STEVE INSKEEP, host:
Democrats did a lot of soul searching after they were beaten in 2004, so it's fair to expect the same of Republicans now. And one of the Republicans who may be ready with some ideas is Ross Douthat. He's senior editor of The Atlantic magazine, and he's co-author of "Grand New Party," a book that proposed changes even before this election. He's in our studios. Welcome.
Mr. ROSS DOUTHAT (Senior Editor, The Atlantic; Co-Author, "Grand New Party"): Thanks so much for having me.
INSKEEP: Let me ask about a thing that Republicans have said all year. Tough year, tough environment, tough way to win. Can we set all that aside for a second and let me just ask this as a yes/no question. Did your party just deserve to be dropped on Tuesday?
Mr. DOUTHAT: It's a yes/no question?
Mr. DOUTHAT: I think the answer is yes in the sense that this was an election in the aftermath of what is perceived as a failed presidency. Not only a failed presidency, but really the most unpopular president since Harry Truman, and possibly before. And I think given that landscape alone, you know, the word deserve is sort of a tough word to use, but I would say this was an election that it was always going to be incredibly difficult for Republicans to win. And they didn't do enough to prove that they deserved to win in a year that lots of people had good reasons to vote for the other party.
INSKEEP: OK. So if you're a Republican, let's think about what kind of a coalition or set of issues might work for you in the future.
Mr. DOUTHAT: Well, I think the challenge for the GOP is really the same challenge it faced in the Reagan era, which is to say what are the challenges facing middle and working-class Americans, and are there conservative solutions to those challenges? Are there answers that are consonant with conservative principles of free market, small government, family values, and so on? And I think the answer in the Reagan era was, look, the challenges facing the middle class are high taxes, stagflation, skyrocketing crime rates that make the streets and cities unsafe, and a perception that the welfare bureaucracy is taking money from the middle class and using it on programs that actually make the problem worse. And the Republicans had answers to all those questions.
INSKEEP: Ronald Reagan either acted on those issues or gave the impression that he cared about them.
Mr. DOUTHAT: Well, he gave the impression that he did. And conservatives in the 1990s followed up on a lot of those fronts. Flash forward to the early 2000s, and the challenges facing the middle class, you saw it in this election. There are challenges like skyrocketing health care costs, challenges like inequality, a perception that - you know the working class in America isn't getting poorer, but there's a sense that the American dream, the idea that your kids are going to be able to move up and do better, that's slipping out of reach.
So those are the challenges that conservatives have to address themselves to instead of just changing the subject. And the tendency is always, let's change the subject to national security because we still have an advantage on that front, or lets change the subject and talk about how the Democrats are going to raise your taxes. And you saw it in the health care debate. I think John McCain actually had a pretty interesting health care plan, but conservatives aren't comfortable arguing on health care. And Republicans were like, well, we have a good health care plan, but let's talk about Joe the Plumber instead. And that's not going to win them any elections.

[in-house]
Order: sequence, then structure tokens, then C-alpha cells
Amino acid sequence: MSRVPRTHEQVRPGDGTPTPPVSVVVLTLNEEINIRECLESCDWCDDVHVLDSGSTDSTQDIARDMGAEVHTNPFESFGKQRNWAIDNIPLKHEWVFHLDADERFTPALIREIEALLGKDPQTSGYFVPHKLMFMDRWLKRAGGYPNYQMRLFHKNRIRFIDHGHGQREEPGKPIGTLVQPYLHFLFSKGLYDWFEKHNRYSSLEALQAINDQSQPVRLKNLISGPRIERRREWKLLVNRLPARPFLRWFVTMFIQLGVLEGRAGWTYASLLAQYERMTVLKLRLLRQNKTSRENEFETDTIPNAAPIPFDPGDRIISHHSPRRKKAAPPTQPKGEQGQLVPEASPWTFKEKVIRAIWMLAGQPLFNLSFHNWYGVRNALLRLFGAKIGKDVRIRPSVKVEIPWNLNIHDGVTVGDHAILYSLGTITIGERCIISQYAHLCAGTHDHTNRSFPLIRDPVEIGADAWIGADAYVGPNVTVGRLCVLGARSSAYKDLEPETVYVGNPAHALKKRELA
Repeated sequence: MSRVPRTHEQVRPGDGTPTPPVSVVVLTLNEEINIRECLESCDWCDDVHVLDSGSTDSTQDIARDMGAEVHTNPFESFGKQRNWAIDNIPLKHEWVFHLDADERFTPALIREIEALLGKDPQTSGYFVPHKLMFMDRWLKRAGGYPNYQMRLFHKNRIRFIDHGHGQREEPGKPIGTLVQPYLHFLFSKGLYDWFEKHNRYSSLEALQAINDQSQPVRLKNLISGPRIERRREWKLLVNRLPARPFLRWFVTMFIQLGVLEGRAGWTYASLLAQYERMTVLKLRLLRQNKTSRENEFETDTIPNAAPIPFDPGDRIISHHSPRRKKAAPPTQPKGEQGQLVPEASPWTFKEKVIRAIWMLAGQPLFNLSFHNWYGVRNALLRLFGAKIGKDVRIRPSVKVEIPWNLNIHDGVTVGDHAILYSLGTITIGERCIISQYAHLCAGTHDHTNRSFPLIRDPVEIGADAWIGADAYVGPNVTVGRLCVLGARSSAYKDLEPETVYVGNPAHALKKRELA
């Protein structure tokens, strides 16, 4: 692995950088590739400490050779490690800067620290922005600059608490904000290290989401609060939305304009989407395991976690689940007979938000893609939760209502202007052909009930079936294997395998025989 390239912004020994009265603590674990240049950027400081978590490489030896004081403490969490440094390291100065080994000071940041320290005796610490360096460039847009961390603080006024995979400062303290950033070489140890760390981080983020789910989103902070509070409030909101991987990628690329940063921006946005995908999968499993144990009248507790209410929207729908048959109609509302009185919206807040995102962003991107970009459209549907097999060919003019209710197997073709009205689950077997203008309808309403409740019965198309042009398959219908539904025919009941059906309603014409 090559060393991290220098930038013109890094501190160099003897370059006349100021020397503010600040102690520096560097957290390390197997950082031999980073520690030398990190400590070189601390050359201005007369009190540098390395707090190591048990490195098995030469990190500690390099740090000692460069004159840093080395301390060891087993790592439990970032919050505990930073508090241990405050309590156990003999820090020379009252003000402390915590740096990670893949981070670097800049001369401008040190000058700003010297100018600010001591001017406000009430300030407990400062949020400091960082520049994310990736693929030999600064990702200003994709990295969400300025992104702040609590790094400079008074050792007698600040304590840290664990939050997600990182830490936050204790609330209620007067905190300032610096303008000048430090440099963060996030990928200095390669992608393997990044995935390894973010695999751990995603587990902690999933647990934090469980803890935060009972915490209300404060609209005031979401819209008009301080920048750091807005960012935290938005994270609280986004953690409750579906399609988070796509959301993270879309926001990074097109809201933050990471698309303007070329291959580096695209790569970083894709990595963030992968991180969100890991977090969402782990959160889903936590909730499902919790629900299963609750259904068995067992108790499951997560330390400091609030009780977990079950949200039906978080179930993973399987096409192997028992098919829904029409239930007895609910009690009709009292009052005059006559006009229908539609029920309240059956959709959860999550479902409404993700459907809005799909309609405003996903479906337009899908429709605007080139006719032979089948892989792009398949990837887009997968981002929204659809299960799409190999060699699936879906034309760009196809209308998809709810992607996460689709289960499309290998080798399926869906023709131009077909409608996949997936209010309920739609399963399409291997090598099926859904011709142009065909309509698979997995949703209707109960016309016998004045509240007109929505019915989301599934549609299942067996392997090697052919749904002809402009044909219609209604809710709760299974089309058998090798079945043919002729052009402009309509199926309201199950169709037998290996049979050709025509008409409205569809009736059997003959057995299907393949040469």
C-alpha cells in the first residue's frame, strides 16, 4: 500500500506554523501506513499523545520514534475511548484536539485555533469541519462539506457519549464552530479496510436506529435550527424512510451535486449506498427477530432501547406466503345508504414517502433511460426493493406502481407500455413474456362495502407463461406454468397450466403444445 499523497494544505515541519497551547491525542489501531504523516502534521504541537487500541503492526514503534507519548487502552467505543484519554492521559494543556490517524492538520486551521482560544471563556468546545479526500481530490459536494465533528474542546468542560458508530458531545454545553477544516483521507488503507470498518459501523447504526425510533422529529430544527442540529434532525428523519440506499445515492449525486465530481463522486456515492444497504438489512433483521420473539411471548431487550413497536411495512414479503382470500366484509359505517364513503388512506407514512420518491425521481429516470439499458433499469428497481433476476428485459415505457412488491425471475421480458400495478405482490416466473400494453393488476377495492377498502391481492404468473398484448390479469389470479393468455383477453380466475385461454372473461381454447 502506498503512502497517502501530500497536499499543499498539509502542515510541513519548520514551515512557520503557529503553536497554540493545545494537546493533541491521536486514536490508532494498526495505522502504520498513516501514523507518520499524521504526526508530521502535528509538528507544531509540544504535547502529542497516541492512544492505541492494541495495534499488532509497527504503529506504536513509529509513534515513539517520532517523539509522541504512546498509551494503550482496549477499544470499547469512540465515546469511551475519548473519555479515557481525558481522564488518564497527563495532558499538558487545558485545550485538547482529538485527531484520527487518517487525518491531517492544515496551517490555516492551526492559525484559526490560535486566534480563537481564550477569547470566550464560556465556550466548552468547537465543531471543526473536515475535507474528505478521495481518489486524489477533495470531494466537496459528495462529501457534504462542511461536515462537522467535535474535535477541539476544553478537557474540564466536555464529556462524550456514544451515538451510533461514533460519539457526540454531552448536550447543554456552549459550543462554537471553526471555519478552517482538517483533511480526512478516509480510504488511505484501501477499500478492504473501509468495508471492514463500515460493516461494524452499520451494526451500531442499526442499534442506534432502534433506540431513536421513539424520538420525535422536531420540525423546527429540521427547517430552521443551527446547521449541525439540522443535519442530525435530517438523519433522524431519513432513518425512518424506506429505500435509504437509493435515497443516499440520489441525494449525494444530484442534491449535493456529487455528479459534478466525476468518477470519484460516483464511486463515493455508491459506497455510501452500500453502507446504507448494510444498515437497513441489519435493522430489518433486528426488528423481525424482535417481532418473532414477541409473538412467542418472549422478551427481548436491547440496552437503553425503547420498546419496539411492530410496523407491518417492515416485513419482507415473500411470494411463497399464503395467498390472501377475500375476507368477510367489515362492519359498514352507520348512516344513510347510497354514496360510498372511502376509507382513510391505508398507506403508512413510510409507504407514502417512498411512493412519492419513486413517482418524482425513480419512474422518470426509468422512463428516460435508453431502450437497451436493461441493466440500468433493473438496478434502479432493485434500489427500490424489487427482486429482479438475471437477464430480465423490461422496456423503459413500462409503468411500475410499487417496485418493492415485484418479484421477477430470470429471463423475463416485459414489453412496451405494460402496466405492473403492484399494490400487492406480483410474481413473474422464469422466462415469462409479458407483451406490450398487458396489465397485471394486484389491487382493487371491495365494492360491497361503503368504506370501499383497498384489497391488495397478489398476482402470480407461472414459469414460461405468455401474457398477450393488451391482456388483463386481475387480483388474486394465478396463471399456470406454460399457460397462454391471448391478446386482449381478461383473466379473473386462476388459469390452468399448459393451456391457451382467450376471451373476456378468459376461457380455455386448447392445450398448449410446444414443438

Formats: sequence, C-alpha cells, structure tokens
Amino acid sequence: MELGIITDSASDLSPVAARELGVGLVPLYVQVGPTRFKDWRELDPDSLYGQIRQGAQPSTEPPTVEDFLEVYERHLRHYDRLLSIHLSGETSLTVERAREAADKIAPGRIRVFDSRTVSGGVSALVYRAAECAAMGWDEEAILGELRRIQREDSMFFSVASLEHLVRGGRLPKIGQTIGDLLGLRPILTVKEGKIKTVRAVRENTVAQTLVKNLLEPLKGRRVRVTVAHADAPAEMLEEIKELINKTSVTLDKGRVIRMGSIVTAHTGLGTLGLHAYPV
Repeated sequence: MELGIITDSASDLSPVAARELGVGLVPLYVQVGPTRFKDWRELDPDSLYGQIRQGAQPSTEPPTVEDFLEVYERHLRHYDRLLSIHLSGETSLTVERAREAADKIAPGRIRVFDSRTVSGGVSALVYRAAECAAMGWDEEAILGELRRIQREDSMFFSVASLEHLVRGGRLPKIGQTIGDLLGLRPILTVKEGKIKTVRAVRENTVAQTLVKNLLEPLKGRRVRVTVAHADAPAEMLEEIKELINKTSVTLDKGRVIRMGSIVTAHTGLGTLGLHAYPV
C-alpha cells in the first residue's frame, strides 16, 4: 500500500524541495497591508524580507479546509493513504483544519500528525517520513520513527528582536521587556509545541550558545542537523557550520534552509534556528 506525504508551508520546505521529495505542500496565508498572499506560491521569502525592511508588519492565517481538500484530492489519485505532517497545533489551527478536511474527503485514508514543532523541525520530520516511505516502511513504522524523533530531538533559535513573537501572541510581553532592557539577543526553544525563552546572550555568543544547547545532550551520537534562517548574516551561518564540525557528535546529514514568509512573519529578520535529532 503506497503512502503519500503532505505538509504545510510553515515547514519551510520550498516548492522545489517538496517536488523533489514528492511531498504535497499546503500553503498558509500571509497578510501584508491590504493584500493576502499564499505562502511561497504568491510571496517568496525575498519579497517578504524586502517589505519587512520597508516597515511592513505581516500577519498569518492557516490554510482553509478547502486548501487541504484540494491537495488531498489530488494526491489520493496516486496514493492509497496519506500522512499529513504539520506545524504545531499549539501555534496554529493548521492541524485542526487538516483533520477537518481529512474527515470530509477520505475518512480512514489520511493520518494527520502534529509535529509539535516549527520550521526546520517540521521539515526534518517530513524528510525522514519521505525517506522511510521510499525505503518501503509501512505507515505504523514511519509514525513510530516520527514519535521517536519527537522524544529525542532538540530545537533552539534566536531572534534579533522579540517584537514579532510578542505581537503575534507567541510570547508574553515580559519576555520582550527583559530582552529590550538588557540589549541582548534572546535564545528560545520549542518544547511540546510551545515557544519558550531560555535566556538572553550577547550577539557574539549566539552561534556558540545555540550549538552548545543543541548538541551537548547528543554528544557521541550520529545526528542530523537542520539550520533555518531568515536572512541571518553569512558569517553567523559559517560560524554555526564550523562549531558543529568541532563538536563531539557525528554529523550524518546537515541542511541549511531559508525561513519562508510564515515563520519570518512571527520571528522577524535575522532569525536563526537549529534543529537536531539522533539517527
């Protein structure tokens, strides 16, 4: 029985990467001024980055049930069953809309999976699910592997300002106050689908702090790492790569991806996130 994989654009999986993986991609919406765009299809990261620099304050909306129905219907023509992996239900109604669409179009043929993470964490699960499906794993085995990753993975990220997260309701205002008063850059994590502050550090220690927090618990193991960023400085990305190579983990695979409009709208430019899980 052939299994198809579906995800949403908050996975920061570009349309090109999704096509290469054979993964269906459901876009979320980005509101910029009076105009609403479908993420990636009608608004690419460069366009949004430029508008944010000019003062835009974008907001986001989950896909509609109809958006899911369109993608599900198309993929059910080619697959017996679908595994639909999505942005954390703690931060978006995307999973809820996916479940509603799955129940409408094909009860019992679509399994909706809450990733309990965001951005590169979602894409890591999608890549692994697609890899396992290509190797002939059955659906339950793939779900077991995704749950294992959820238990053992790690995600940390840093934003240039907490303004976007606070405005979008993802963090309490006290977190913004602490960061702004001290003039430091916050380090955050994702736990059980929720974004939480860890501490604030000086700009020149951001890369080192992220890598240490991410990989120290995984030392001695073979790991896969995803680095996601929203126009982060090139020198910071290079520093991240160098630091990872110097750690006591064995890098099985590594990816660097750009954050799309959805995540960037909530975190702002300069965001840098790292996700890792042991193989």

INSKEEP: OK. So given that it was a disaster for Republicans on Tuesday, was there any Republican running, somebody who won a race, or held onto his seat, or even lost, but was delivering a message that you think could resonate for Republicans in the future?
Mr. DOUTHAT: I mean, the answer is he wasn't on the ballot. The answer Republicans always give when they're asked about the future of the party these days is Bobby Jindal in Louisiana.
INSKEEP: The governor of Louisiana.
Mr. DOUTHAT: The governor of Louisiana because, you know, there is someone who has gone in essentially on a reformed government program and is immensely popular and immensely intelligent and immensely interested in policy. And I think the challenge for Republicans now after the Bush era and after the McCain campaign is to regain their reputation for being good at policy and interested in policy. And that's something that's been lost over the past eight years.
I don't think there's any one Republican politician who completely gets it. But I think that we're also, you know, only about six months to a year into this whither conservatism kind of debate. And I think it takes a while for politicians to sort of glom onto new ideas. I think, you know, there is a sense that the way Republicans had run, had worked for 30 years, you wouldn't expect them to just change on my say so, for instance.
INSKEEP: Ross Douthat of The Atlantic and co-author of "Grand New Party," thanks very much.
Mr. DOUTHAT: Thanks so much for having me.